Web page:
Let there be no doubt that the chief can make a difference for their LGBT personnel. This summer, I had the privilege of working with Chief Chris Moore of the San Jose, California Police Department to start a conversation with his command staff about how they can create a safe and comfortable work place for LGBT members of the department. San Jose PD has over 1000 sworn personnel, but to date, only one male officer had come out in the department’s history. A second courageous officer stepped up last summer and met with Chief Moore to not only come out to him, but to express his deep concern about the agency culture that was keeping a number of other male officers in the closet. Chief Moore had the opportunity to read both of our books and, despite all of the other challenges on his plate, decided to do something about this problem. He told me that he cared deeply about all of his officers and believed that no one should have to be hidden while at work. Here is how he approached the issue.
The Chief decided to start at the top of the organization by starting a conversation with his command staff. He set up a meeting and brought together a panel of gay male law enforcement personnel including the courageous officer I mentioned above, Lt. Pete Thoshinsky (featured in our second book), Chief Chris Magnus from the Richmond, California Police Department, and me. We started the session by sharing our own stories and thought about how the law enforcement culture can keep closeted officers from coming out. We discussed the words people use, homophobic remarks, and the importance of simply acknowledging that in a department of over 1000 sworn personnel, there is certainly more than one gay male officer out there. Following our panel conversation, we broke up into groups and talked with 15 or so command staff members and allowed them to ask questions.
What I found most interesting is that many of the command staff members had never considered this problem and was surprised that this was an issue. I replied back with, “exactly our point.” Some didn’t understand why sexual orientation was even an issue – why it matters in the work place. I posed this question. “What is the typical conversation between two officers when first meeting on a Monday or first day back to work? It goes something like this Hey, what did you do this weekend? Oh, I took my wife shopping or my girlfriend and I went to the movies.” Straight people “come out” as straight all the time. For the closeted gay officer, there is a choice when answering this same question. The officer can lie or he can simply deny doing anything of mention over the weekend. Putting an officer in the position of telling a lie to their peers creates an inordinate amount of stress and isn’t fair to anyone. They got it. One attendee said, “that really hit home with me. I get it now.”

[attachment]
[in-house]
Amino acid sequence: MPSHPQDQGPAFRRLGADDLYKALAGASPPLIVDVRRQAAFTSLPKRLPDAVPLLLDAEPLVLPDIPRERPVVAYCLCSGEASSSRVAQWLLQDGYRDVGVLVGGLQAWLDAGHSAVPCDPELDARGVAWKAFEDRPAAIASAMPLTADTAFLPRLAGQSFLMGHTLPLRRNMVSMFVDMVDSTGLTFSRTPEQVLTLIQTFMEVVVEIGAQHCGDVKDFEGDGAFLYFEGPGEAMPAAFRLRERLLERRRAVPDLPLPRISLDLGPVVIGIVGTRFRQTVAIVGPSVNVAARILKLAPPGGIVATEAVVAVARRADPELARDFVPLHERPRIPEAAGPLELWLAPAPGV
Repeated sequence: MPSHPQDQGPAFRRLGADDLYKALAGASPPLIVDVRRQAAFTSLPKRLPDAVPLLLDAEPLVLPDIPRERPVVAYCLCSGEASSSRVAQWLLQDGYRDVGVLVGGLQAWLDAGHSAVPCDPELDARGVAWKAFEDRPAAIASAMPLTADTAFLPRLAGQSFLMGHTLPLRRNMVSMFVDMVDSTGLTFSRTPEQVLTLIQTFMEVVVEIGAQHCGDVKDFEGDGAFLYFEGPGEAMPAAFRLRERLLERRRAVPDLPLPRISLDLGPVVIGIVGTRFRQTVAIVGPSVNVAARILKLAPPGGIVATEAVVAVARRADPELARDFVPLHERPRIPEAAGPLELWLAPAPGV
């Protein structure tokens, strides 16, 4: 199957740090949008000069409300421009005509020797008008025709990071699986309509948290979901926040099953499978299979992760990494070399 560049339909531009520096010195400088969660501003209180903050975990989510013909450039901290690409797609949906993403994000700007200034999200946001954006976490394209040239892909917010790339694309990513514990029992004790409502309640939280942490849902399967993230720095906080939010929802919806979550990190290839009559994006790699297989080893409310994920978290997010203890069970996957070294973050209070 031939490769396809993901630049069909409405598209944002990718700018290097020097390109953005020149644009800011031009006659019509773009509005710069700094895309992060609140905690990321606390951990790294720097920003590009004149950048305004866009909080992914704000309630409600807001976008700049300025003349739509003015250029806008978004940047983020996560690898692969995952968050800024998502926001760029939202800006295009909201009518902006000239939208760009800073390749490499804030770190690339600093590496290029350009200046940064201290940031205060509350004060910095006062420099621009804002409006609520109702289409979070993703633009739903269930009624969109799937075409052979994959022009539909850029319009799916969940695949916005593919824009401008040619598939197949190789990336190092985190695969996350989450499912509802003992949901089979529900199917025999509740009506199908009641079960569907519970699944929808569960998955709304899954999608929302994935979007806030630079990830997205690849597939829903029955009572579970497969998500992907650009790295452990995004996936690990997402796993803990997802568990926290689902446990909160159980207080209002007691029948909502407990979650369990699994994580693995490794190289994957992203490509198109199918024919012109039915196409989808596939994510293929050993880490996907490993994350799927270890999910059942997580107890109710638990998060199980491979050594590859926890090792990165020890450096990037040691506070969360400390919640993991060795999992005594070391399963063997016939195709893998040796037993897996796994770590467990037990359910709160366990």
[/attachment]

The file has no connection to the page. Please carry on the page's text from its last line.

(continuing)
The session lasted about 2 hours and we heard many positive comments. Still, some didn’t understand why this kind of time was being spent on an invisible problem while others simply didn’t believe homophobia exists in their department. But the next day after this training, our colleague got a call from an officer who attended that training and was asked to meet. After spending this entire life in the closet, the officer came out… for the first time ever to our colleague. After hearing our conversations and seeing the commitment from the Chief and others, he decided now was the time that he could finally share who he is with the world.
I applaud Chief Moore for demonstrating that the agency executive does have the ability to set the tone for the department. A chief can make a real difference and, at least for one officer that we know of, did. Time will tell if the command staff members attending take what we said to heart and work to create a more accepting work place for LGBT personnel. My belief is that if they simply use inclusive language when speaking about who in the organization is valued, LGBT personnel will hear it and that will be the next set to ridding the department of whatever homophobia exists. Chief Moore will be retiring this coming January, but I know at least one of the significant marks he will leave behind that has made his agency a better place for everyone.